Cowboy hats Culture and its history

Perhaps America’s most recognized clothing icon is the cowboy hat. The wide-brimmed hat, designed to protect the wearer from the punishing heat of the sun and rain in the open air, seems to point to the wearer and the will of the nation to reach the unknown beyond the safe limits of civilization to accept new challenges.

The idea of a wide-brimmed hat worn by a man on horseback dates back to the 13th century and the Mongol horsemen of the Asian steppes. When the Spanish arrived in the New World and introduced the horse into North American culture, the sombrero developed, probably in central Mexico, as an alternative to the less adaptive hat in Europe.

In 1865, John B. Stetson designed the first American version that we now recognize as the cowboy hat. He was called the “Chief of the Plains” and had a tall crown to isolate the top of the wearer’s head and a wide brim to protect his face and neck from the sun. It was made from a high-quality fur felt, usually beaver, and was waterproof, lightweight, and durable. A leather sweatband protected the hat and the smooth leather strap served as the band.

Due to the waterproof qualities of the hat, later models, with even taller crowns, were called ten-gallon hats, although the hat could only hold about three-quarters. A painting of a cowboy offering his horse “… the last drop of his Stetson” became a trademark of the company. In reality, ten gallon is probably a corruption of the Spanish phrase “tan galán” which means “very gallant” or “really handsome.”

Cowboy hats were more than utilitarian, they were also in vogue, and just like fashion, popular styles changed over the years, with the size of the crown and brim growing and shrinking with changing tastes. Tim McCoy, a true cowboy and later star of the programmer Westerns, wore a hat with a nine-inch crown in the 1930s.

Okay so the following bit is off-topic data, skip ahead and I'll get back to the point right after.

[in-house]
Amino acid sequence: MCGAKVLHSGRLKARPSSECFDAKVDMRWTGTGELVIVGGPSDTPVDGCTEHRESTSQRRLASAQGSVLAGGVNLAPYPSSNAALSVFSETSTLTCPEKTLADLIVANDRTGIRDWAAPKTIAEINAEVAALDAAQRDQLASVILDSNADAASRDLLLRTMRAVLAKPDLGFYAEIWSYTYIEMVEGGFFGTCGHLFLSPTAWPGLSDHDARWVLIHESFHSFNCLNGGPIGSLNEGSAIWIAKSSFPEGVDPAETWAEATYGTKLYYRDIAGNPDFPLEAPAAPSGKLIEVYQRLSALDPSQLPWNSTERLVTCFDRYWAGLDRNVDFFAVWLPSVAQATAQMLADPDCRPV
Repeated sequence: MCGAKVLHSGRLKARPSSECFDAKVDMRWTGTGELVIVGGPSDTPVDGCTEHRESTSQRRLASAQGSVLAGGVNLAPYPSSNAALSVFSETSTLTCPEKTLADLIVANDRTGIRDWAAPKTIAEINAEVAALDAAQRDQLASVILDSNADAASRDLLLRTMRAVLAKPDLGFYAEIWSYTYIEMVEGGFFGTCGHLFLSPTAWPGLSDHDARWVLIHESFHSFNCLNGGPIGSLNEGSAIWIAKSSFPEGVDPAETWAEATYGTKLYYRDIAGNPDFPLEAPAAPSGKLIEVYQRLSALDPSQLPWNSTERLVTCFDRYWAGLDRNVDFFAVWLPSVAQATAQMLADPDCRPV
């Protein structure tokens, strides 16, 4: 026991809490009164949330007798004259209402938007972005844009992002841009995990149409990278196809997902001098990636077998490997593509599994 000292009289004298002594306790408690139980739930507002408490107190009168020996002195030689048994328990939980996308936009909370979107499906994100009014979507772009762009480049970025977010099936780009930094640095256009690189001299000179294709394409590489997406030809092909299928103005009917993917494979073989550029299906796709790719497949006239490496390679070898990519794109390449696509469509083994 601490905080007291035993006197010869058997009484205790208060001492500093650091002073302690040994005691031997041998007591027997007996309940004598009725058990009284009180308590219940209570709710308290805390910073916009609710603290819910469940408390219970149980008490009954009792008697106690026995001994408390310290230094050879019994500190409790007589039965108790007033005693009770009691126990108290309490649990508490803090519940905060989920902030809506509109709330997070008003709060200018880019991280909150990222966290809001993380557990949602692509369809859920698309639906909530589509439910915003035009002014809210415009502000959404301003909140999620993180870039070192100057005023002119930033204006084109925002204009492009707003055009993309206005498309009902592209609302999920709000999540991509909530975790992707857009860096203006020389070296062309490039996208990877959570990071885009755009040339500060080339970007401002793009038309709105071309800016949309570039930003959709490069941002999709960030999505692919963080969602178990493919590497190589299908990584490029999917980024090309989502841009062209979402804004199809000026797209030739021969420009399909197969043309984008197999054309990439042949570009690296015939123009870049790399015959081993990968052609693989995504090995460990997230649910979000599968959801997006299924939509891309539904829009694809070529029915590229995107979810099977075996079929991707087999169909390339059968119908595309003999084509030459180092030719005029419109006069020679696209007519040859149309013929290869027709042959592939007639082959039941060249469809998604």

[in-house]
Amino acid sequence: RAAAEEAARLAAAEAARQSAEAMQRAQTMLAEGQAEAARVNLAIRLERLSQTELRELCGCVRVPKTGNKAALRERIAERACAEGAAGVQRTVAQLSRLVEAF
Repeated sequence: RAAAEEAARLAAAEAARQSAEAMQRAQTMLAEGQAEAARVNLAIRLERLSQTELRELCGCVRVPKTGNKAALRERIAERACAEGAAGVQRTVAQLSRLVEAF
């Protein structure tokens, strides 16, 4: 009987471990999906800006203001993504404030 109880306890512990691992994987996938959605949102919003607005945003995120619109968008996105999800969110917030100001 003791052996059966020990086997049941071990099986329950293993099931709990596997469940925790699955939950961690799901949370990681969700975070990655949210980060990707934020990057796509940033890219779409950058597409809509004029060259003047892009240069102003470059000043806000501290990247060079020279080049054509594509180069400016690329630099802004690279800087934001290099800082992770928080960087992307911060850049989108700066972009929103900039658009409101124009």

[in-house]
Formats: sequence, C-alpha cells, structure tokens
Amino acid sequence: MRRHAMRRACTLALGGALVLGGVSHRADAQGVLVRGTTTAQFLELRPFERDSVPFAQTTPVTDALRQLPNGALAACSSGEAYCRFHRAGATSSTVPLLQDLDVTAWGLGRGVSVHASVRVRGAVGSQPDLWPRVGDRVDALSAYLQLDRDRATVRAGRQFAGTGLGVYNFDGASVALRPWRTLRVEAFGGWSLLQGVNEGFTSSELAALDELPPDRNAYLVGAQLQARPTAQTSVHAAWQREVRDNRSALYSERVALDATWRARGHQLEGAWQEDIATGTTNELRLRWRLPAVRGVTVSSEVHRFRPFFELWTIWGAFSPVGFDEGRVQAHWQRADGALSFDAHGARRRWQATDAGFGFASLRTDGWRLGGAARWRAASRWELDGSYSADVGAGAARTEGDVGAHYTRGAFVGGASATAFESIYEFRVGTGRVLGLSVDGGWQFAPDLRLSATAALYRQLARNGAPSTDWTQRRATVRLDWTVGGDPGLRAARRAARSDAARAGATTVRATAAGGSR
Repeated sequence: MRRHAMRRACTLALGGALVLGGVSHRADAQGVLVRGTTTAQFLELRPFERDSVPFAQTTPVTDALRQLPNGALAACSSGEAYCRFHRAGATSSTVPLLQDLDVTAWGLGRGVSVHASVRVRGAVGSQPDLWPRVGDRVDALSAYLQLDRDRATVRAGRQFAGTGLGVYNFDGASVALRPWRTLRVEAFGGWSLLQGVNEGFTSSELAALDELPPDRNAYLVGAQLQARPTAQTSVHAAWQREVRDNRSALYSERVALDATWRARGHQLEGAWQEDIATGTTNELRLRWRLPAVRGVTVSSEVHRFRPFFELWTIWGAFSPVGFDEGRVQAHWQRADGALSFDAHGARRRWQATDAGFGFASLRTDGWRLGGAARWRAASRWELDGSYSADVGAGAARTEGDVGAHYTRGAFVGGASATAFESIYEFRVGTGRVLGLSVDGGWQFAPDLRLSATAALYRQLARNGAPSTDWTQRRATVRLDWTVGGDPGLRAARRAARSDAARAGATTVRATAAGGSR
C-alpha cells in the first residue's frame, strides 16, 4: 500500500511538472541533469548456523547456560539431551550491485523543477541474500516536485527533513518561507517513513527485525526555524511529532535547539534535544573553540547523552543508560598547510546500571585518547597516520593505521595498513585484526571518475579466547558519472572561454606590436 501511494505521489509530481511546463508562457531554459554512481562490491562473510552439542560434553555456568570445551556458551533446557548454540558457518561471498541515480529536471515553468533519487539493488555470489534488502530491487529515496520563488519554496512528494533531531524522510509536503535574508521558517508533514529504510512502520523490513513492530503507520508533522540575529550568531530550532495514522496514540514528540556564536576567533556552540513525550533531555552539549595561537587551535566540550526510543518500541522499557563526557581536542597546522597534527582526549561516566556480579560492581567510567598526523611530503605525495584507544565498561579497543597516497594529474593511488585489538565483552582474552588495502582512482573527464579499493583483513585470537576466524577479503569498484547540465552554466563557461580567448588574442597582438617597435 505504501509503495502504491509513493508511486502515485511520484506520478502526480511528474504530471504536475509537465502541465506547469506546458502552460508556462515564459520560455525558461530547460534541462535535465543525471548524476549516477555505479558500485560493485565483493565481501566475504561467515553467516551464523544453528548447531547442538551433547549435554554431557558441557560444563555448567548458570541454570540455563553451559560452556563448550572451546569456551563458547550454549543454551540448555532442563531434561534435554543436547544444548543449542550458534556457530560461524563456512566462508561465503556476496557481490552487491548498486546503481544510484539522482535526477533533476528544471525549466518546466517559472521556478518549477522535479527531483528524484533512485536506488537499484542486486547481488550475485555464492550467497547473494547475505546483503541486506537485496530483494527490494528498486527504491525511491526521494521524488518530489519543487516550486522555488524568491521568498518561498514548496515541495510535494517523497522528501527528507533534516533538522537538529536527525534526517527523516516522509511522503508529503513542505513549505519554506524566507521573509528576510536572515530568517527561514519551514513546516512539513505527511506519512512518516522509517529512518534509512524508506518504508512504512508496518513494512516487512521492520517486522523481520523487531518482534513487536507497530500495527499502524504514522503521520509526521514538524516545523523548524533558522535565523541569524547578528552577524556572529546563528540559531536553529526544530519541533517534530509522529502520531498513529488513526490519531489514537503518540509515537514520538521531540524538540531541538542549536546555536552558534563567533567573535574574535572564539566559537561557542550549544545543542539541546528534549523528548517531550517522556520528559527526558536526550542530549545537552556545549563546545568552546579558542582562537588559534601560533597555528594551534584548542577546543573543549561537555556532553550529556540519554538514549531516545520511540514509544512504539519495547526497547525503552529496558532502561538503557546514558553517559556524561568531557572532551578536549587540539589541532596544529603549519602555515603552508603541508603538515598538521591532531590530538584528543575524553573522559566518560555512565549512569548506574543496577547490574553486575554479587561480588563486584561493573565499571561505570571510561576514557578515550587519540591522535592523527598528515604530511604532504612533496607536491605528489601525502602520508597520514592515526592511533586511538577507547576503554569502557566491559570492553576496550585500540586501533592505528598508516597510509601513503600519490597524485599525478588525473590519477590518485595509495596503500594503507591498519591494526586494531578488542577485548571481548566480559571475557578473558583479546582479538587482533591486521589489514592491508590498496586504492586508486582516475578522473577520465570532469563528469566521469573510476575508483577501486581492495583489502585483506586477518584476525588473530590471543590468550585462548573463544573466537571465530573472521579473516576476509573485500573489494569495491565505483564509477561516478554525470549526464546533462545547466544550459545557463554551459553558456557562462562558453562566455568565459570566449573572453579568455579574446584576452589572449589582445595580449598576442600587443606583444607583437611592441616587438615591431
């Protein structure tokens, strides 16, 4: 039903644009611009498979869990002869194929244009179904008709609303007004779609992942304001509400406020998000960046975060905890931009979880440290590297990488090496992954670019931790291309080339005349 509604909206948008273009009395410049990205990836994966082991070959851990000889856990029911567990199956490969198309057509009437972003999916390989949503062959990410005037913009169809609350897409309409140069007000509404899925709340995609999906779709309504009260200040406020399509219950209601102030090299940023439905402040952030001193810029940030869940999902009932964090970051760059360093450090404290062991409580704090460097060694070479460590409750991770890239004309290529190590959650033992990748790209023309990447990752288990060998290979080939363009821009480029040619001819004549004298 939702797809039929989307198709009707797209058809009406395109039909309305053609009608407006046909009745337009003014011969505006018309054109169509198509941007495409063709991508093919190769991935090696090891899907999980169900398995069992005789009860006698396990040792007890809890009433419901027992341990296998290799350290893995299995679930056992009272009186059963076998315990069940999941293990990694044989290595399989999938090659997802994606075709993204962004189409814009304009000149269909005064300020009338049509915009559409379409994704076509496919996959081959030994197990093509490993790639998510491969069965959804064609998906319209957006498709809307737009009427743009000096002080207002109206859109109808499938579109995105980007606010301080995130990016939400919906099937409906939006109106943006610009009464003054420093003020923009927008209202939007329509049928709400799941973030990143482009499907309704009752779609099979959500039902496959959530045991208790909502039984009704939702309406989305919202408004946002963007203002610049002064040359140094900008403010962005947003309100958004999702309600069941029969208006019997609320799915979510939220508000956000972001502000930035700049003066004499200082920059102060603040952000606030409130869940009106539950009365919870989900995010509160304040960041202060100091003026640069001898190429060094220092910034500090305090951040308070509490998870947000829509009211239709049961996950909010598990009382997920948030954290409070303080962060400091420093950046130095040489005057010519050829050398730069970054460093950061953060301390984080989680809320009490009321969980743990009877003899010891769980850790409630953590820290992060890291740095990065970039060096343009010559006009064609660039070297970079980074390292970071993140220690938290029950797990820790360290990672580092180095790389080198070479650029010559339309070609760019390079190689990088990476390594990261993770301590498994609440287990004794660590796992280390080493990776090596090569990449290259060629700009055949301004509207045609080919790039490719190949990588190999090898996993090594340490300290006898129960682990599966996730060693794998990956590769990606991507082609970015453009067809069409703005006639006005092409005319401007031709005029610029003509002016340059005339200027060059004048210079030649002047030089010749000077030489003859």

The cowboys also showed off their individuality with a variety of wing and cup shapes, such as the Montana Peak, Telescope, Tom Mix, and Rancher.

“Right now, with felts and even straws, people like raised sides, very high, almost upright,” said Hannah Bryson, sales associate for Dennard’s Western Wear in Sherman. “That was very popular in the 1950s and 1960s and it’s making a comeback.”

Bryson said the favorite colors are silver belly, and off-white and black, and a glance at the wall full of hats shows this to be true. The most popular brim width is four to four and a half inches. Some people want something smaller, but not too often.

The higher priced hats cost $ 300, are made from beaver felt, and are not uncommon. Stetson 100X The Presidente Felt costs $ 1,000 and the Diamond 1000x reaches the $ 5,000 mark, there are exceptions. 7X hats are generally considered top-of-the-line products.

Over time, all hats take on the personality of the wearer, the way he wears them, the way he grabs the brim when putting them on or taking them off, ultimately producing a distinctive look and attitude. And that’s the way of jeans.

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